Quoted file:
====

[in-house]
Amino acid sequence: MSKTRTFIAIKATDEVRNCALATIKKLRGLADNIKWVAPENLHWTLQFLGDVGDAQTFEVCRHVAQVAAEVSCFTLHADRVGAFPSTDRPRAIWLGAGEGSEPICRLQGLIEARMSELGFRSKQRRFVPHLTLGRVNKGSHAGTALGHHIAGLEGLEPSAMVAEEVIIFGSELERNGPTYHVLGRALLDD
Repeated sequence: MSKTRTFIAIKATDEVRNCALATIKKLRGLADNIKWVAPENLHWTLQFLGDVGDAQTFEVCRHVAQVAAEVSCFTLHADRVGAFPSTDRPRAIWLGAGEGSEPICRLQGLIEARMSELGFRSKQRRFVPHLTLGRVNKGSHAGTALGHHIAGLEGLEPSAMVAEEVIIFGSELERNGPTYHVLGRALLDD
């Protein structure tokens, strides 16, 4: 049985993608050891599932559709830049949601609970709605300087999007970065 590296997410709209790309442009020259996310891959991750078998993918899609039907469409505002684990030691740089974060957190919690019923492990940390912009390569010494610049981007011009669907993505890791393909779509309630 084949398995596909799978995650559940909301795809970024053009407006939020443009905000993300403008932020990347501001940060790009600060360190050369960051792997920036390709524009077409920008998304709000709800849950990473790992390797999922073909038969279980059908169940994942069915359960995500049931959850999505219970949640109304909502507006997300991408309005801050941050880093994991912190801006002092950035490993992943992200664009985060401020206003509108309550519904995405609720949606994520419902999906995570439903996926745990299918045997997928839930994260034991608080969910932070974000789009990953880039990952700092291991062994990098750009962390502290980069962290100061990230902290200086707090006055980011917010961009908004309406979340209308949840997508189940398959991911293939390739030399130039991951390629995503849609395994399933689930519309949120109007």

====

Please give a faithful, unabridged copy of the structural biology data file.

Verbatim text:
[in-house]
Amino acid sequence: MSKTRTFIAIKATDEVRNCALATIKKLRGLADNIKWVAPENLHWTLQFLGDVGDAQTFEVCRHVAQVAAEVSCFTLHADRVGAFPSTDRPRAIWLGAGEGSEPICRLQGLIEARMSELGFRSKQRRFVPHLTLGRVNKGSHAGTALGHHIAGLEGLEPSAMVAEEVIIFGSELERNGPTYHVLGRALLDD
Repeated sequence: MSKTRTFIAIKATDEVRNCALATIKKLRGLADNIKWVAPENLHWTLQFLGDVGDAQTFEVCRHVAQVAAEVSCFTLHADRVGAFPSTDRPRAIWLGAGEGSEPICRLQGLIEARMSELGFRSKQRRFVPHLTLGRVNKGSHAGTALGHHIAGLEGLEPSAMVAEEVIIFGSELERNGPTYHVLGRALLDD
């Protein structure tokens, strides 16, 4: 049985993608050891599932559709830049949601609970709605300087999007970065 590296997410709209790309442009020259996310891959991750078998993918899609039907469409505002684990030691740089974060957190919690019923492990940390912009390569010494610049981007011009669907993505890791393909779509309630 084949398995596909799978995650559940909301795809970024053009407006939020443009905000993300403008932020990347501001940060790009600060360190050369960051792997920036390709524009077409920008998304709000709800849950990473790992390797999922073909038969279980059908169940994942069915359960995500049931959850999505219970949640109304909502507006997300991408309005801050941050880093994991912190801006002092950035490993992943992200664009985060401020206003509108309550519904995405609720949606994520419902999906995570439903996926745990299918045997997928839930994260034991608080969910932070974000789009990953880039990952700092291991062994990098750009962390502290980069962290100061990230902290200086707090006055980011917010961009908004309406979340209308949840997508189940398959991911293939390739030399130039991951390629995503849609395994399933689930519309949120109007």